By Amy Nicholson
By Sam Weisberg
By Stephanie Zacharek
By Chuck Wilson
By Alan Scherstuhl
By Alan Scherstuhl
By Amy Nicholson
By Carolina Del Busto
Playing this sucker comes as close to the zen feeling Roger Kahn spoke so poetically about in the seminal The Boys Of Summer. MLB 2K5 is a deep, thoughtful baseball simulation that can be wonderfully hard to play. But with three puff-chested nerds from ESPN analyzing your every move, you sometimes want to take the bat to them when you're losing. That's a strike against the game (but they do praise you if you're winning). There are glitches with the replays (which often have the ESPN guys chiming in after the play is seen onscreen). Yet the attention to detail is sometimes like the intricacy of a mandala made in sand. When Bernie Williams fans the air twice in a row, for instance, a loudmouthed fan will yell "Stick to playing guitar," referring to Williams' oh-so-average jazz CD of 2003. The only thing this game doesn't have is a steroid meter, a way to detect the thick-necked thugs who give baseball a bad name (and a way to punish them). Oh, well, maybe next year. Hey, it's only $20, about half the price of its closest competition.
Combine the bloodiest aspects of Kill Bill with the grace of Crouching Tiger, Hidden Dragonand the hardcore idiocy of Bully and you have the personality of DEVIL MAY CRY's half-devil, half-human hero, Dante. With swords and guns, he'll bloody every hell-demon in sight with ballet-like moves and a thug-ish attitude. DMC, the original, took gaming a step forward with an advanced fighting system and a wild story. DMC 2 sucked; it simply wasn't ready for prime time gaming. DMC 3 may well be the best because it's got sibling rivalry at its disgusting heart and it's way more challenging than its precursors. You say you want blood? You haven't witnessed blood until you've played this particular Mature-rated game.Check out reviews of all the latest and greatest games (updated every week), along with past faves in NYC Guide.
It's difficult to believe that the fighting game, Tekken, (iron fist in Japanese) has been around for 10 years. During the course of a decade, it's lost something to the amazing Soul Calibur, which was so deep, it was like a religion unto itself. TEKKEN 5 offers a 3D fighting system, but it doesn't let you move around with alacrity in a circle ala Soul Calibur. Yet you get 30 fighters of every discipline in lurid environments that'll astound and spook you (although there could have been more attention paid to detail: everyone seems to die in the same arched-backed agony.) Then there's fighting Christie Montero, who reminds me of Cathy "The Bitch" Brown meets J. Lo. Thankfully, she just punches and kicks, and doesn't sing attempt to sing blandly like her possible real life inspiration. Also included is the original Tekken to let you see where it all began, back in the day.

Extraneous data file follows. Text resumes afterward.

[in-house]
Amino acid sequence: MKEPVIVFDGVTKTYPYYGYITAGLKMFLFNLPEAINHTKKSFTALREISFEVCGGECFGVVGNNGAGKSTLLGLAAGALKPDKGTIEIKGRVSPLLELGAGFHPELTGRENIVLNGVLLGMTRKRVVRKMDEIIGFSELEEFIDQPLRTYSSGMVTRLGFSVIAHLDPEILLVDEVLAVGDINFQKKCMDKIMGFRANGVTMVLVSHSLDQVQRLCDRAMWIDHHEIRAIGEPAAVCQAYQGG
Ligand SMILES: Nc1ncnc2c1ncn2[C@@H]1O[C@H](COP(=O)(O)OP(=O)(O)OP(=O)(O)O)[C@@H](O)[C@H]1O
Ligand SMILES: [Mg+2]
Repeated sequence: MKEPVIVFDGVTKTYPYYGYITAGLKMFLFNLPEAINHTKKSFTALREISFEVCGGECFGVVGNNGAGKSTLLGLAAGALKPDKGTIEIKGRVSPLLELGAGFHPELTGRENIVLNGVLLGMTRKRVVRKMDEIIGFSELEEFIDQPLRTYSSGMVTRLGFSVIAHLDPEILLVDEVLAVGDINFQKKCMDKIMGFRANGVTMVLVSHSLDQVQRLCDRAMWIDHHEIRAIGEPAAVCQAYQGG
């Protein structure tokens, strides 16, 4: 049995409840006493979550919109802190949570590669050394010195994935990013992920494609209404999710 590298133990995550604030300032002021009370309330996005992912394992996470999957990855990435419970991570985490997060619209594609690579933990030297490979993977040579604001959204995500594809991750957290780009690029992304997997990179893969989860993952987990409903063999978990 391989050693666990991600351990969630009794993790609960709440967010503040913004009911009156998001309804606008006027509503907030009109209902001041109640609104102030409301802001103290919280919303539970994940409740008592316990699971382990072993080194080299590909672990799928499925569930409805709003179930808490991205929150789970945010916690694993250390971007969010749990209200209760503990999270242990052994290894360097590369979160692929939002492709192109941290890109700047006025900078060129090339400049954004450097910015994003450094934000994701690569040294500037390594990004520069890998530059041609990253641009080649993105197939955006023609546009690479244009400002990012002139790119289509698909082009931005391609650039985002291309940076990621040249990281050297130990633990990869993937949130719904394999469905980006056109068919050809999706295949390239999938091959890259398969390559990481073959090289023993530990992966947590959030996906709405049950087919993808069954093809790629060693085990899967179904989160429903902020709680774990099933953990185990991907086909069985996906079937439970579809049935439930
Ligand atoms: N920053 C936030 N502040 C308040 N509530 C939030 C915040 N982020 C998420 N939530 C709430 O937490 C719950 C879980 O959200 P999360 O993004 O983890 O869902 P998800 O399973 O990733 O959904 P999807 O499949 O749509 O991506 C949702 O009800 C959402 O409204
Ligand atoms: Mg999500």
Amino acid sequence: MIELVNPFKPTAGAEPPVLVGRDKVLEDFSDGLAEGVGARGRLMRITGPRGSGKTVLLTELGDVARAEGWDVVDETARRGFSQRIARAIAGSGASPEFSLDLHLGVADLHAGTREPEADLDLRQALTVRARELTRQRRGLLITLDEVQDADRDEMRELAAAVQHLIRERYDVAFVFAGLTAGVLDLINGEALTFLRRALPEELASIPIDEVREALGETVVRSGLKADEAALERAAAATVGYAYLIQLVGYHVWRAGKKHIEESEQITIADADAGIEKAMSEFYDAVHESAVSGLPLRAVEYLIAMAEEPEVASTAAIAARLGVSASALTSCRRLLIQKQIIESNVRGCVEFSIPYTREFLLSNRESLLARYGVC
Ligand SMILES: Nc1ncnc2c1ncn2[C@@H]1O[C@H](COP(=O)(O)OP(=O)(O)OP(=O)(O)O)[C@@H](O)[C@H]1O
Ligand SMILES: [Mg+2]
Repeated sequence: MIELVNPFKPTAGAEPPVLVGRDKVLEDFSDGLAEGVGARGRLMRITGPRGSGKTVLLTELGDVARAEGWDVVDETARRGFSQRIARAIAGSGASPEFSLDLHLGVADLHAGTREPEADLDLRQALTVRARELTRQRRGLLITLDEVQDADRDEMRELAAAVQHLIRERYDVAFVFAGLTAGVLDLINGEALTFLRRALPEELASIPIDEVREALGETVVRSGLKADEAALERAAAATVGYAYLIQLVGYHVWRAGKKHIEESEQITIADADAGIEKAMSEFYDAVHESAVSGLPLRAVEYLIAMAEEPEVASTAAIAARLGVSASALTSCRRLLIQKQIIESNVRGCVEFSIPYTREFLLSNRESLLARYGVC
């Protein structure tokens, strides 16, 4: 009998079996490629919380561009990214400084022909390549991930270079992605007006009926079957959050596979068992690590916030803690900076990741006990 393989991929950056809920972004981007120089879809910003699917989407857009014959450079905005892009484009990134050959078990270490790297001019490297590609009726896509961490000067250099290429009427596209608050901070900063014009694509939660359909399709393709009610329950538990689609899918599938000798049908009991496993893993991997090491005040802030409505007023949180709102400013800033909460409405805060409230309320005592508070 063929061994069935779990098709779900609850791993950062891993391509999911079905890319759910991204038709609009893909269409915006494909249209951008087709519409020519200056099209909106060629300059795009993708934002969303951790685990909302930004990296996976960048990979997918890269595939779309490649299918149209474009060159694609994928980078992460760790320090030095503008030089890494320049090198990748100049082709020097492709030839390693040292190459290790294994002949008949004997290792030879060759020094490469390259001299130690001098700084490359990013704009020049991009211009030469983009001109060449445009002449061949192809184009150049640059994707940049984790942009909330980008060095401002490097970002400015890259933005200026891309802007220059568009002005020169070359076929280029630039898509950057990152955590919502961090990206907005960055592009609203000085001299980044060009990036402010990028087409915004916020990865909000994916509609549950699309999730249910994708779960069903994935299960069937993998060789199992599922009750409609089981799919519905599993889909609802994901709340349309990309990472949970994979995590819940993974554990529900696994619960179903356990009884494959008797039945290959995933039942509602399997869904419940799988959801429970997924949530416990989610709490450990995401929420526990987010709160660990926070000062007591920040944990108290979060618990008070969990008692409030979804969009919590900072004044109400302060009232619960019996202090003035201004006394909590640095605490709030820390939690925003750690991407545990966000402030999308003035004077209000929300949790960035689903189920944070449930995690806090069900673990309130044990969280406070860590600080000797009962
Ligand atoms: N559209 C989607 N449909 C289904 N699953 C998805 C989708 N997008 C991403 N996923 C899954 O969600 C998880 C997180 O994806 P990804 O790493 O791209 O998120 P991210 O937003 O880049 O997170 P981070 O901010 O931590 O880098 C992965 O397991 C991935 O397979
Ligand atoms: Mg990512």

For: PS2, Xbox
Developer: Bits Studios
"Smile pretty, you vain prick." So begins this horror shooting game based on a predictable movie starring a snarling Keanu Reaves (which is based on a comic book from DC/Vertigo). The wonderfully gross part about Constantine is getting to go to hell, which is chock-full of odd demons like the Bastados, two ugly, dying former humans fused into one who can pump you full of green hellfire. And, hey, I'm Keanu Reaves, who my girlfriends always wanted me to be, trying to protect the world from chaos. Yet it's the gameplay that bogs down Constantine. There's not much that's new here to challenge the sensesnot the puzzles, not the way you kill the demons. Devilish fun it's not.
Why would a Manhattanite care about a racing simulation game? New Yorkers don't race. Sure, you've seen intoxicated idiots go at 100 mph on the FDR, but generally we don't really speed that much. For me, playing racing-sim games is tougher than any such drunken pedal-to-the-metal antics, like threading a microscopic needle with the naked eye. That's the challenge, the allure. Gran Turismo 4 may be the best sports game ever coded for the PS2, full of staggering detail right down to the folks who stand by the side of the road to cheer you on. Here, you have to get a racing license before you start your B Spec car racing career, and even that's a maddening venture. There's also the most eclectic soundtrack ever to hit a game Bach to Van Halen to Jet. Even though I don't usually like racing games, this is 700 cars of fun and worth buying just to take a test drive in the latest Prius before you buy the real thing, or to drive the Ford Model T. The people who made this game are true craftsmen, like master diamond cutters; they got almost everything right. If only the cars would take damage when they got hit, it'd be perfect.
SHADOW OF ROME
For: PlayStation 2
Developer: Capcom Production Studio 2
It's 44 B.C. and Caesar's been offed. So let the Roman bloodletting commence. This history-influenced action game centers around the relationship between solider-warrior Agrippa and the murdered Caesar's retribution-minded nephew, Octavianus. Of Octavianus, old-ass historian Suetonius wrote that he "felt that there was nothing more important for him than to avenge his uncle's death." So, Agrippa is the head-chopping violence-monger, and revenge-seeking Octavianus is the furtive one, slyly listening in the shadows to gain information and assume the lofty position of ruling heir. I love Agrippa's slashing ways but I've grown tired of stealth characters like Octavianus since there've been so many in games the past two years. Admirably, Capcom's got the history pretty much right; the graphics are good; and the chariot races kick butt in a classic Ben Hur-meets-Gladiator way. But playing as Octavianus slows things down. You feel that he's the guy who fiddled when Rome burned.
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